A monthly nut is just your monthly expenses. Many of the monthly expenses are fixed and if you keep track of your expenses, you should know what your monthly nut is.
I’m writing this post so I can point to it when I do my monthly cash flow update. I think our monthly expenses are a bit different than most people’s and new readers seem to have many questions/comments. For instance, our housing expense is very high at $2,100 and our transportation cost is very low at about $100. This is because we live in a location with great public transportation and walk score.
These are all the bills that are roughly the same every month and can’t be reduced easily.
Housing – $2,097. This is our mortgage, property tax, and HOA. We live in downtown Portland and we love this location. There are many entertainment options and we save on transportation and utility bills. However, the HOA is very expensive at $460/month. As long as Mrs. RB40 lives and works in Portland, we will stay here because she doesn’t want to move. I don’t want to move either, but we would consider it once she retires or changes job.
Bills – $250-$300. This category includes property insurance, internet access, and utilities. The electric bill is the only one that fluctuates much. We pay anywhere from $50 to $100 for electricity depending on the season.
Transportation – $100/month. This is just gas and maintenance/repairs. We probably drive 500 miles per month and fill up twice. Once I quit working, we probably drive about half that amount. We share one car and that also helps minimize the expense.
We can probably reduce some of these expenses.
Cash allowance – $600-$800. This is a bit of a catch-all category. We each get $75/week cash allowance and we use that money for groceries and other day-to-day expenses. Clothing, eating out, gum, and lunch are just some of the things we use the cash allowance for. I can probably reduce my cash expenses a bit more once I quit working.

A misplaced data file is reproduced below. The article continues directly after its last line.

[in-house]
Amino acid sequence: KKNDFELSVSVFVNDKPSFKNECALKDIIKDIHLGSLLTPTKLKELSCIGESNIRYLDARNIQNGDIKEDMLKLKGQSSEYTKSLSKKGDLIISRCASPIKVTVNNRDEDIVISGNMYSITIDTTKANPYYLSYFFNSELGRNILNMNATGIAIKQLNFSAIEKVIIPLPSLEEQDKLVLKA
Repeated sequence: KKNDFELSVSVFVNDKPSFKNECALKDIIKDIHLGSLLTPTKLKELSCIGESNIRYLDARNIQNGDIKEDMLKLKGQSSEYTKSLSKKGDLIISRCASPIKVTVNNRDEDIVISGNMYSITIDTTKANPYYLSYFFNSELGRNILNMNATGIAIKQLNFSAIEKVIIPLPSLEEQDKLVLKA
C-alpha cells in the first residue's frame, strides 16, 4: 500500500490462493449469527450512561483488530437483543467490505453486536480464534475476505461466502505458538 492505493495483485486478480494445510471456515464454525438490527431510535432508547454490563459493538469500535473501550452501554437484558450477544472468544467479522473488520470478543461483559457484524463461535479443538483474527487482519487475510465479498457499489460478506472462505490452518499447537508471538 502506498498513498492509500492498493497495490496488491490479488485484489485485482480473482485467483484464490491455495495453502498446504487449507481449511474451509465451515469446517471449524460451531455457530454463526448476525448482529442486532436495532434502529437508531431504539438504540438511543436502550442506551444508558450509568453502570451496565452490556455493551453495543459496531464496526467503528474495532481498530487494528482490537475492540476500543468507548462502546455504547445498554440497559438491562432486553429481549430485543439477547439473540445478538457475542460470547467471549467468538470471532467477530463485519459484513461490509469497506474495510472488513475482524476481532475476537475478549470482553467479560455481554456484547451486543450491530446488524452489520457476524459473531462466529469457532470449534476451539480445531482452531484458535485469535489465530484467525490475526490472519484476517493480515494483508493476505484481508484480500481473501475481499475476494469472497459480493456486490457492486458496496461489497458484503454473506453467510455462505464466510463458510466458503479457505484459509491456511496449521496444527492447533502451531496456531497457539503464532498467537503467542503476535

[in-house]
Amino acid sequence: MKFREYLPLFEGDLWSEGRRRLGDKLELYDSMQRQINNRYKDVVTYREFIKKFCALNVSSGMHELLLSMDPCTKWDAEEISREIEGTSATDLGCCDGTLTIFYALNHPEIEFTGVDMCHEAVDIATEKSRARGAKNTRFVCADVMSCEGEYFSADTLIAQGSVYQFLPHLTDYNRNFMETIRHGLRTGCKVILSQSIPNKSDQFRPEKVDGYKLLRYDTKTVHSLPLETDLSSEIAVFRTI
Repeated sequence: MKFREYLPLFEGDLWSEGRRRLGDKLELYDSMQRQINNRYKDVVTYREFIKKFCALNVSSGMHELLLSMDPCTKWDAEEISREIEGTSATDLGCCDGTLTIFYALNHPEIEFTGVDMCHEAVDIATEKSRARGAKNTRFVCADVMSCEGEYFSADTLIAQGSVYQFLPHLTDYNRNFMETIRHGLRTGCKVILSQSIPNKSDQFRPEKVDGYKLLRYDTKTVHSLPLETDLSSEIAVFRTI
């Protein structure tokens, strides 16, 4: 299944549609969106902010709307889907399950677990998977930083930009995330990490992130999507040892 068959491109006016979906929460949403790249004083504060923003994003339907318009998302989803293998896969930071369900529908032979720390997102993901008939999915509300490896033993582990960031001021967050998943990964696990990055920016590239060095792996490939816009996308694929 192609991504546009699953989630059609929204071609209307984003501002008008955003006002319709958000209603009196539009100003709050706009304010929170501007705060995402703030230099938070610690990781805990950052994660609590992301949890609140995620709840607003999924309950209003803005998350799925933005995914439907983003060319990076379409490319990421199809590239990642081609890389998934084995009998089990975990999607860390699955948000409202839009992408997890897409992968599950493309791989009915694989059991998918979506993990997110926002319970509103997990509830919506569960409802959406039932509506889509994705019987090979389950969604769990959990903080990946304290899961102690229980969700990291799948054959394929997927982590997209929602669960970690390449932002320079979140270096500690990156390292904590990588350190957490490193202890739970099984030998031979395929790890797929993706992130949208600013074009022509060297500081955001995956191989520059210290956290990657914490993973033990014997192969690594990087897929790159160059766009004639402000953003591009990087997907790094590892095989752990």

Pet, baby – $50/month. This category includes pet food and baby toys/accessories. We usually use cash for diapers, milk, and baby clothes.
Medical – $50? Usually pretty low, but you never know.
Entertainment – This is usually pretty low too. I only put tickets to concerts and shows in this category. We haven’t been to the movies since I got free tickets to see Toy Story 3.
Misc – $50? This category can fluctuate a lot too. I’ll put travel, home repairs, and others here.
So our fixed expenses round out to $2,500. Our variable expense is anywhere from $700-$1,500. However, a big part of that cash allowance goes toward food so the real number is probably fixed $3,000 and variable $200-$1,000.
I’ve been keeping track of our expenses for over a year and usually it is in this neighborhood as long as there are no big emergencies.
Our sweet spot is $3,500/month with an extra $500 budgeted toward traveling. This works out to $4,000/month.
The housing cost is the stand out here, but we can deal with it as long as Mrs. RB40 continues to work. We can always move into one of our rental homes if we really need to reduce this.
Is $4,000/month an unreasonable amount to spend for a family of 3 on the west coast? It works well for us and we’ll be hard pressed to reduce it much further. The only way to make a big dent here is to move to a cheaper location and that’s not in the cards at this time. What about you? What’s your monthly nut? Can you reduce it?
If you need some help keeping track of your finances, you should Use Personal Capital to manage your budget. You can keep track of your income, expenses, and net worth; all in one place.
photo credit: flickr Gimmefood
For 2018, Joe plans to diversify his passive income by investing in US heartland real estate through RealtyShares. He has 3 rental units in Portland and he believes the local market is getting overpriced.
Joe highly recommends Personal Capital for DIY investors. He logs on to Personal Capital almost daily to check his cash flow and net worth. They have many useful tools that will help every investor analyze their portfolio and plan for retirement.